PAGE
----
Effect of Hypoxia on Ion Homeostasis of Human Coronary Artery Smooth Muscle Cells (HCASMCs)
Background: Metabolic vasodilation of the coronary artery is an important mechanism where blood flow is increased to meet enhanced oxygen demand of the heart. However, its precise mechanisms remain unresolved (1). Previous studies suggested that hypoxia causes K+ channel activation that hyperpolarizes artery smooth muscle cells, causing a fall in intracellular Ca2+ ([Ca2+]i) and relaxation. In particular, KATP channels, activated by a decrease in cellular ATP/ADP ratio, have been implicated (2). Here we evaluated the effects of hypoxia and metabolic inhibitors on [Ca2+]i and membrane potential using HCASMCs with fluorescent probes.
Methods: Fluo-4 was loaded as an AM form to report intracellular Ca2+ changes. DiBAC4(3), which re-distributes following the charge across cell membrane, was used to measure change in membrane potential. Fluorescent signals were detected using a confocal microscope (LSM510) with a capability to regulate CO2, humidity, temperature, and environmental O2.
Results: Vasoconstrictors (PDGF-BB, PGF2α and U46619) induced/increased calcium oscillations in HCASMCs. Exposure to hypoxia (1% O2) reduced calcium oscillations induced by vasoconstrictors (Table 1). Hypoxia appeared to decrease oscillation frequency in high K+ (60 mM) but not significantly. Application of 10 µM glibenclamide and 25 µM BaCl2, blockers of KATP and inward rectifier K (Kir) channels respectively, increased DiBAC4(3) signal by 54.94±8.18% (n=37) and 69.95±7.46% (n=26), suggesting depolarization. Both metabolic inhibitors (rotenone, antimycin) and hypoxia decreased DiBAC4(3) signal suggesting hyperpolarization. The effects of metabolic inhibitors were abolished by glibenclamide and high K+ (60 mM). Although extracellular high K+ also blocked the effect from hypoxia, the application of a single K+ channel inhibitor didn’t completely abolish the effect.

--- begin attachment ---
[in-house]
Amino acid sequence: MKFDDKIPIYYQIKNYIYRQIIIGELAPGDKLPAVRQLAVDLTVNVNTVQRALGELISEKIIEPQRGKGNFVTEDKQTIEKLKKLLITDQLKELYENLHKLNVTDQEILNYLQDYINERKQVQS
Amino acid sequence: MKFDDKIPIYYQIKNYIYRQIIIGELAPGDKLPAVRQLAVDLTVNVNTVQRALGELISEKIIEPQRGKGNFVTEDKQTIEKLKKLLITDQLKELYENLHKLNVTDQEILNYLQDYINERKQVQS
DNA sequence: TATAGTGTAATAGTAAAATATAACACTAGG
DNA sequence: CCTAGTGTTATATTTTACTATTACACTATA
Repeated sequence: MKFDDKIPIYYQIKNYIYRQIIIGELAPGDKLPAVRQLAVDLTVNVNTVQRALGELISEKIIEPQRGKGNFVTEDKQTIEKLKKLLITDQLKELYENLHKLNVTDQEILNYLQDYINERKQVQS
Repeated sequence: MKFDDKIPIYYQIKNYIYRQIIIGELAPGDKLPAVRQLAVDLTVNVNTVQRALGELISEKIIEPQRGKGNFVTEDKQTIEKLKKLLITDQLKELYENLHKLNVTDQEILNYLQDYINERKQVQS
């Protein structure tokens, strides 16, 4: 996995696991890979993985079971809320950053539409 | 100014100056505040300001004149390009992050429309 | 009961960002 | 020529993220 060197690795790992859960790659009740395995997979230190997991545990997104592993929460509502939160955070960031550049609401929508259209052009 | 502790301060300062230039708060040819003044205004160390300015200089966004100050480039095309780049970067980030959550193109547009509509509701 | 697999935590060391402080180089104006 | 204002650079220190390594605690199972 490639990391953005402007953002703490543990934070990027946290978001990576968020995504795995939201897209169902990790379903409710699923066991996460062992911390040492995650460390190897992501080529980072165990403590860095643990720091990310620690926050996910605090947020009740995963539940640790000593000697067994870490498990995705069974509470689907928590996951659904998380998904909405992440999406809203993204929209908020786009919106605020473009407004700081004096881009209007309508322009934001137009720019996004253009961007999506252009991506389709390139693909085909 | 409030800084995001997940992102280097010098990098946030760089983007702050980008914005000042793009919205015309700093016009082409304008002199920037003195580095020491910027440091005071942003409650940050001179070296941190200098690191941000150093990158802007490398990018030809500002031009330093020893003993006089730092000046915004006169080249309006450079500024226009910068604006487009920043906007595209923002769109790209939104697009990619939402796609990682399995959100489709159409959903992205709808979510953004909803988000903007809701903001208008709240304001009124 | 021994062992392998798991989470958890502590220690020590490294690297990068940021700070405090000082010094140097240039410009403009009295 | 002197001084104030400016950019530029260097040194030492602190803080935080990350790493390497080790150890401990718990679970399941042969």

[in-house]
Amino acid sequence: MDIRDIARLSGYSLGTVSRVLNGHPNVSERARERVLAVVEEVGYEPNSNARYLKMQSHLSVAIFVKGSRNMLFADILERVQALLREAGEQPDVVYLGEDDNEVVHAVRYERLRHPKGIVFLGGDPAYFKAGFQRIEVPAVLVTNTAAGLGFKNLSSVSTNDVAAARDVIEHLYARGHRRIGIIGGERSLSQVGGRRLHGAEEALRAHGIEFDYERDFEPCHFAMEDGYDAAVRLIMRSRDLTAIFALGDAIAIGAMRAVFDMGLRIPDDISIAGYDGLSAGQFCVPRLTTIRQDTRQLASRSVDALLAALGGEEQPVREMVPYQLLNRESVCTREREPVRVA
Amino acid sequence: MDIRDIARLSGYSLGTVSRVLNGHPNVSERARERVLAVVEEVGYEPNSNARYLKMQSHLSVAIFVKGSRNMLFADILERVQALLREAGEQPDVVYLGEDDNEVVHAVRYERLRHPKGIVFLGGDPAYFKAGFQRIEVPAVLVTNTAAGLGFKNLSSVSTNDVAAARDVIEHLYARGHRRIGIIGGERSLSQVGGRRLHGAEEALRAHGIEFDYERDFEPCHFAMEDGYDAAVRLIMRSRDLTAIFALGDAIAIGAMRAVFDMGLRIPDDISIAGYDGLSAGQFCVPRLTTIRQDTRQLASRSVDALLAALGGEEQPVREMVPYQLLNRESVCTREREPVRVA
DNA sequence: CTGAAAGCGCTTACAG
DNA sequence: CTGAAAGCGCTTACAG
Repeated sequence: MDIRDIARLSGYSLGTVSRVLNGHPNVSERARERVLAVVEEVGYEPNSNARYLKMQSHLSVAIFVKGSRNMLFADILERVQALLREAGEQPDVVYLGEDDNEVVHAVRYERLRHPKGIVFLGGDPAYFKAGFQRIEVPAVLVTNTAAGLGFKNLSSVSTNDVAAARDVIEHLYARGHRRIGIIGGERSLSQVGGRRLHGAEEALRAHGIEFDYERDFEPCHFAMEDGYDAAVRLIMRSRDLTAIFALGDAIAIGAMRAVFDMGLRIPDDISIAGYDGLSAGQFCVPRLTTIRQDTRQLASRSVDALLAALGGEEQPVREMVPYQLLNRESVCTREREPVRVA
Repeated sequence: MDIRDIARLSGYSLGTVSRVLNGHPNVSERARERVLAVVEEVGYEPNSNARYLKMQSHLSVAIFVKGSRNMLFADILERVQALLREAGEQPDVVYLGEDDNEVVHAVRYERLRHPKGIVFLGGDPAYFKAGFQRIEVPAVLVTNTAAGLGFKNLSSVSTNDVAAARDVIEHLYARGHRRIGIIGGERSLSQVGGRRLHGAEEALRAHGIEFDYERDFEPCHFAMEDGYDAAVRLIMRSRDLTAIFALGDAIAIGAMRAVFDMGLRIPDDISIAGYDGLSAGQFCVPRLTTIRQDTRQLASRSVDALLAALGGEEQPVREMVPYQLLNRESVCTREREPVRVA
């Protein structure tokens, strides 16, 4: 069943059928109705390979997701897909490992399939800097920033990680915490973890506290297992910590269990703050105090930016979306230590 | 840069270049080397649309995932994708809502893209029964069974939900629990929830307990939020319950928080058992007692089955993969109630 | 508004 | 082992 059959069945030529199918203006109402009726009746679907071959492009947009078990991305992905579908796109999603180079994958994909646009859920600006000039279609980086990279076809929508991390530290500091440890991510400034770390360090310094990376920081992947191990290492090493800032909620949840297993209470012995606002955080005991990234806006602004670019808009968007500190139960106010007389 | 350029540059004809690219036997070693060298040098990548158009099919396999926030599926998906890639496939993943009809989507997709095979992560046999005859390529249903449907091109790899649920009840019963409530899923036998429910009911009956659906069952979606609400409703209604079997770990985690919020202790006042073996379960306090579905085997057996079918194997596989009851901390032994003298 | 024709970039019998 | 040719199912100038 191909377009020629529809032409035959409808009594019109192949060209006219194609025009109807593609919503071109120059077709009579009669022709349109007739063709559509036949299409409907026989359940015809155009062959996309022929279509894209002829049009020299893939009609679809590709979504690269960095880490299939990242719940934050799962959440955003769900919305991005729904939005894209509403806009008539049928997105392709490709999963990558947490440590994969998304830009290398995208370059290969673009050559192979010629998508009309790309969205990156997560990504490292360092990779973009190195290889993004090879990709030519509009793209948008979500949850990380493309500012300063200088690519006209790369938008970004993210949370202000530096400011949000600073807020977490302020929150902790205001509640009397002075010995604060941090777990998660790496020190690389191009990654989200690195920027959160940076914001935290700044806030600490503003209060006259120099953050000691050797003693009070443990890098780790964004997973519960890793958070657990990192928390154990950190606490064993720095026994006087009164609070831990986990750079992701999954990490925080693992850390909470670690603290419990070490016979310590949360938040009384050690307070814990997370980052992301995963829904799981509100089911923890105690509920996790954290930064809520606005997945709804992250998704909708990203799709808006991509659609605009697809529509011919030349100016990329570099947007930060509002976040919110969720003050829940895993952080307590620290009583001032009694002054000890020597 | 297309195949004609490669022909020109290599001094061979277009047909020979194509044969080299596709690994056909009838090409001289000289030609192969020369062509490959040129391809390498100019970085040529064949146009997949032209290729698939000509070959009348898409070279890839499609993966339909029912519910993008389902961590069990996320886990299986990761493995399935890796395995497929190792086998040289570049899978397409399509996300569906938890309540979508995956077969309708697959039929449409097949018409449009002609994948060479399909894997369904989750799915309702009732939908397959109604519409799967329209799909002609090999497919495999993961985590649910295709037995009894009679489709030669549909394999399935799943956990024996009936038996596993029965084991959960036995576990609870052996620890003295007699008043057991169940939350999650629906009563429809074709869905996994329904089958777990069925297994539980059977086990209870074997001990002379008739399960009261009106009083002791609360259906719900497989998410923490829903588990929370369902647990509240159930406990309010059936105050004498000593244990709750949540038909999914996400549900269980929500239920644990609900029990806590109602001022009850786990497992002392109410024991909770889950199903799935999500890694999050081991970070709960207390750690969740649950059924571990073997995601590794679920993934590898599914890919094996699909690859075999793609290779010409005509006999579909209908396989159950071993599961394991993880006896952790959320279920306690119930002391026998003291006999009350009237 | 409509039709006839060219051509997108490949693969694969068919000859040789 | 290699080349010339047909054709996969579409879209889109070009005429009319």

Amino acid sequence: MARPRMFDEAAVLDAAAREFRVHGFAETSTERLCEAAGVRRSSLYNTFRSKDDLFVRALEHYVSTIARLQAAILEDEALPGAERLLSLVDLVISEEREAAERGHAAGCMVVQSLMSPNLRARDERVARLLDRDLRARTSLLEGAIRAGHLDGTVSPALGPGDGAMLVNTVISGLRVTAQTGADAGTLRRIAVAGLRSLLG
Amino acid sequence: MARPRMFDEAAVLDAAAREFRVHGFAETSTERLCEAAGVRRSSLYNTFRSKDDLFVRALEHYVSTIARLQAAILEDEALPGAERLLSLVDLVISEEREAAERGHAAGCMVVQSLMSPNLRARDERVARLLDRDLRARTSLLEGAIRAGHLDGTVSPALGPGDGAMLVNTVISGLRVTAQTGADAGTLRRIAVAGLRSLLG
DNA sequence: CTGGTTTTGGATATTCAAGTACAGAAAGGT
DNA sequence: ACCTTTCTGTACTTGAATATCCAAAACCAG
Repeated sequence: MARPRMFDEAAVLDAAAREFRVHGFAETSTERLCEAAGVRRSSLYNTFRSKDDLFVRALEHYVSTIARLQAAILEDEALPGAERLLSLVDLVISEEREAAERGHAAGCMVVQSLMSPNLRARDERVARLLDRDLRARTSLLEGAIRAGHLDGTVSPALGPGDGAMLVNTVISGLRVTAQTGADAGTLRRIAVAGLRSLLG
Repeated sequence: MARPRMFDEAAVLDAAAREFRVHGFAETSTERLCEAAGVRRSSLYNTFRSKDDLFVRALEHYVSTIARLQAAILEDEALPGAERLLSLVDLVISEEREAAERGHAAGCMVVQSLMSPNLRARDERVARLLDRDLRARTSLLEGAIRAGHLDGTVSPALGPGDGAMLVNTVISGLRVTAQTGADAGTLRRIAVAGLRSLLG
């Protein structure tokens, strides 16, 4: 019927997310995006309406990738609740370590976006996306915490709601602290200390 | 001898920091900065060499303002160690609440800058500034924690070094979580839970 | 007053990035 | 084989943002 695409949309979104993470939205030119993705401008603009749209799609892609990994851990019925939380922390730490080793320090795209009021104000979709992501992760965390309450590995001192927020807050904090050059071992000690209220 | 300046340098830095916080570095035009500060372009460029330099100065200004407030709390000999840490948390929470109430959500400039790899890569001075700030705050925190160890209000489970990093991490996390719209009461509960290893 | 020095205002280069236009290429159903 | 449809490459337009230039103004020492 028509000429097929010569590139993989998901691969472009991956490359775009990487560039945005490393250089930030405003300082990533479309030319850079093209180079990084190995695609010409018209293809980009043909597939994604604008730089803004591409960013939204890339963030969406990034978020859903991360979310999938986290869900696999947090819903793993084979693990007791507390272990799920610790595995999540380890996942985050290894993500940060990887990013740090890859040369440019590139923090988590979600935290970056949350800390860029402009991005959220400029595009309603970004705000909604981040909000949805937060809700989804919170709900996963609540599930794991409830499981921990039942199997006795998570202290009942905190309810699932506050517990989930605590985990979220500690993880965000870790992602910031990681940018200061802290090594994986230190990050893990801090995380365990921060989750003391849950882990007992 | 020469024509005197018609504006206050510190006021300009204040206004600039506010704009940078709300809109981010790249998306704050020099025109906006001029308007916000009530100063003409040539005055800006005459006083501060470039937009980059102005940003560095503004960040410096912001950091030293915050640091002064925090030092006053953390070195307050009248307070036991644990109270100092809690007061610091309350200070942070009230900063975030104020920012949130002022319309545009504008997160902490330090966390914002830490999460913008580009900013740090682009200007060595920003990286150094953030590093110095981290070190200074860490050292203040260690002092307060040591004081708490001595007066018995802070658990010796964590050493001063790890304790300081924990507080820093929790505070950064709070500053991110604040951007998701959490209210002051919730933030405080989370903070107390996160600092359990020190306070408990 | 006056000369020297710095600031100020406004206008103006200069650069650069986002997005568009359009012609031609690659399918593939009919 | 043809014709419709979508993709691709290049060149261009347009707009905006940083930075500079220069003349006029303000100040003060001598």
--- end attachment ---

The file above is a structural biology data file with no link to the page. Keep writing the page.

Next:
Table 1 Effect of hypoxia on calcium oscillations (*P<0.05; **P<0.01; ***P<0.001)
Conclusion: KATP and Kir channels play important roles in regulating resting membrane potential of HCASMCs. Metabolic inhibitors cause vasodilation through, in part, the activation of KATP channels. Hypoxia vasodilation is also partly through the activation of K+ channels.
(1) Duncker DJ et al. (2008). Physiol Rev 88: 1009-86.
(2) Flagg TP et al. (2010). Physiol Rev 90: 799-829.